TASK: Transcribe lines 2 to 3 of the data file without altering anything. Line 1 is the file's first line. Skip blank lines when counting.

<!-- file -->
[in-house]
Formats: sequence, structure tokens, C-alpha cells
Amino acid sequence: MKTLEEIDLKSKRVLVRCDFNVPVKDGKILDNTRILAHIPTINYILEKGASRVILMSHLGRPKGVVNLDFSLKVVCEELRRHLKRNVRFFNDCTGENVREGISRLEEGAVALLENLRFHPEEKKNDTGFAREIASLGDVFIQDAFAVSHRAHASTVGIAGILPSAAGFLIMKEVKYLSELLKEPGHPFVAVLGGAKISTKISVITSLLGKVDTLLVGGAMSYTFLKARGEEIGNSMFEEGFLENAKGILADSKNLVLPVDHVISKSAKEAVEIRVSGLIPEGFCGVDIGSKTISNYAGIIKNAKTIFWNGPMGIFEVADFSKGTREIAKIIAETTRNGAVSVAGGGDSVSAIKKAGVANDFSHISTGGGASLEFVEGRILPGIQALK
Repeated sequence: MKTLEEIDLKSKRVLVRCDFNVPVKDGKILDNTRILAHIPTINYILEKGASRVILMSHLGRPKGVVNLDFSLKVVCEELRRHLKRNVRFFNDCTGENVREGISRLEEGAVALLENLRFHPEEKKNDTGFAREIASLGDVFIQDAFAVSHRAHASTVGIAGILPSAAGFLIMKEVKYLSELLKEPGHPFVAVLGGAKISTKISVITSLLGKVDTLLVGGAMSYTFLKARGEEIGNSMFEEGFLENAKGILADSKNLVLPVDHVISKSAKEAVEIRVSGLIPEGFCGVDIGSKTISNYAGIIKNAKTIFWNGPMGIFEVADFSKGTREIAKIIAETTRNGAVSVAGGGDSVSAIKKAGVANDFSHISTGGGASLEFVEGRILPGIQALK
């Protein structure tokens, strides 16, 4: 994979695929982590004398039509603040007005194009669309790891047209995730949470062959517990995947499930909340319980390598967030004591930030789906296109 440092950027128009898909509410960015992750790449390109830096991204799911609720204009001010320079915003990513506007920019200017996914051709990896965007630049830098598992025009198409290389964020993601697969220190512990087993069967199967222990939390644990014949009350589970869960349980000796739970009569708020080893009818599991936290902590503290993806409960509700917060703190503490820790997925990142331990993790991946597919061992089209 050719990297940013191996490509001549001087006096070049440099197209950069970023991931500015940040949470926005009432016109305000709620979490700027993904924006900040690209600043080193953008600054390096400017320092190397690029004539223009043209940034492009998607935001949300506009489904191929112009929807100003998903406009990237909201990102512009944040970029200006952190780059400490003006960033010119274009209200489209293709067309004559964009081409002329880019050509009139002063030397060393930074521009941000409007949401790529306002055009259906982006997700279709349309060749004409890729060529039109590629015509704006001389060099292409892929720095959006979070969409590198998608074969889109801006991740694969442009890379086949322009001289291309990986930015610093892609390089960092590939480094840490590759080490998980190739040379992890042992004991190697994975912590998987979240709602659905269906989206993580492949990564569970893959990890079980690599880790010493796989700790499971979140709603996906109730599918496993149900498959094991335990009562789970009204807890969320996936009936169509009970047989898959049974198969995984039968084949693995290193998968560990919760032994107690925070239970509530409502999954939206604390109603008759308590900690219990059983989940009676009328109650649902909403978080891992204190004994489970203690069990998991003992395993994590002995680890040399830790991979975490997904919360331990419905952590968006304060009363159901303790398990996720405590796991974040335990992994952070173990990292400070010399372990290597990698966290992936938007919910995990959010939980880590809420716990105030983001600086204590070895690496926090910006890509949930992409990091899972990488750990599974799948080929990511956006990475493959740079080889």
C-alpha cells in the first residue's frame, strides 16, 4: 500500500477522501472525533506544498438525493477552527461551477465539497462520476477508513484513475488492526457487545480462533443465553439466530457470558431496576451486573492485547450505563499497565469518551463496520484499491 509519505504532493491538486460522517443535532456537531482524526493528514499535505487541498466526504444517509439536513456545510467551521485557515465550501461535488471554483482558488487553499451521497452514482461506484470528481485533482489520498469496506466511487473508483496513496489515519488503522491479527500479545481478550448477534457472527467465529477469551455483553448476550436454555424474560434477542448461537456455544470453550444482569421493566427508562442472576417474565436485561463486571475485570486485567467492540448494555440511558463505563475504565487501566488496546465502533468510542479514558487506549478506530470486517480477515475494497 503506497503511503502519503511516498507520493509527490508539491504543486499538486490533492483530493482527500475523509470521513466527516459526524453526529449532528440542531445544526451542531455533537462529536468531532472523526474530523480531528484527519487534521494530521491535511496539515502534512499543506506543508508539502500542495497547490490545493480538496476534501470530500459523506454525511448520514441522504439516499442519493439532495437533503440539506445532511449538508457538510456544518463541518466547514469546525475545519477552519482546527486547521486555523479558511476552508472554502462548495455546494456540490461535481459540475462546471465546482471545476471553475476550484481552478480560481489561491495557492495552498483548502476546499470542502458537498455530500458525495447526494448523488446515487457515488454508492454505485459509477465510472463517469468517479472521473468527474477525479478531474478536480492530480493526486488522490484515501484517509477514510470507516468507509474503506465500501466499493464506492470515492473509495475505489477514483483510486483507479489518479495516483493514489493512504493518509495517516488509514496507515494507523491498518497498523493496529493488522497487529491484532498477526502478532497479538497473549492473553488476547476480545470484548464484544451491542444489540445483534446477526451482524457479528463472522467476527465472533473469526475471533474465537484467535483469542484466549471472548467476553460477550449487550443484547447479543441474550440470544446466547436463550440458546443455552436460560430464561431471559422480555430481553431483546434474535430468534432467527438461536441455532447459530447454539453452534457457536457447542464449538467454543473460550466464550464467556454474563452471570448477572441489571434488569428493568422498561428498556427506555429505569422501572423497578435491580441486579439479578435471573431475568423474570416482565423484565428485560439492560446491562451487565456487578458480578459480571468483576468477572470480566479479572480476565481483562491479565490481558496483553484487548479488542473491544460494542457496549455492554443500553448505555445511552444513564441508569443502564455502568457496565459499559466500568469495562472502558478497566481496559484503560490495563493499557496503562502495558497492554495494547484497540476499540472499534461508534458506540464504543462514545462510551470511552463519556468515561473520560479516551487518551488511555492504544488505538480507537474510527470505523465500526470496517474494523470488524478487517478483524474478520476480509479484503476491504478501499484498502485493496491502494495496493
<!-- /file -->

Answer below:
Formats: sequence, structure tokens, C-alpha cells
Amino acid sequence: MKTLEEIDLKSKRVLVRCDFNVPVKDGKILDNTRILAHIPTINYILEKGASRVILMSHLGRPKGVVNLDFSLKVVCEELRRHLKRNVRFFNDCTGENVREGISRLEEGAVALLENLRFHPEEKKNDTGFAREIASLGDVFIQDAFAVSHRAHASTVGIAGILPSAAGFLIMKEVKYLSELLKEPGHPFVAVLGGAKISTKISVITSLLGKVDTLLVGGAMSYTFLKARGEEIGNSMFEEGFLENAKGILADSKNLVLPVDHVISKSAKEAVEIRVSGLIPEGFCGVDIGSKTISNYAGIIKNAKTIFWNGPMGIFEVADFSKGTREIAKIIAETTRNGAVSVAGGGDSVSAIKKAGVANDFSHISTGGGASLEFVEGRILPGIQALK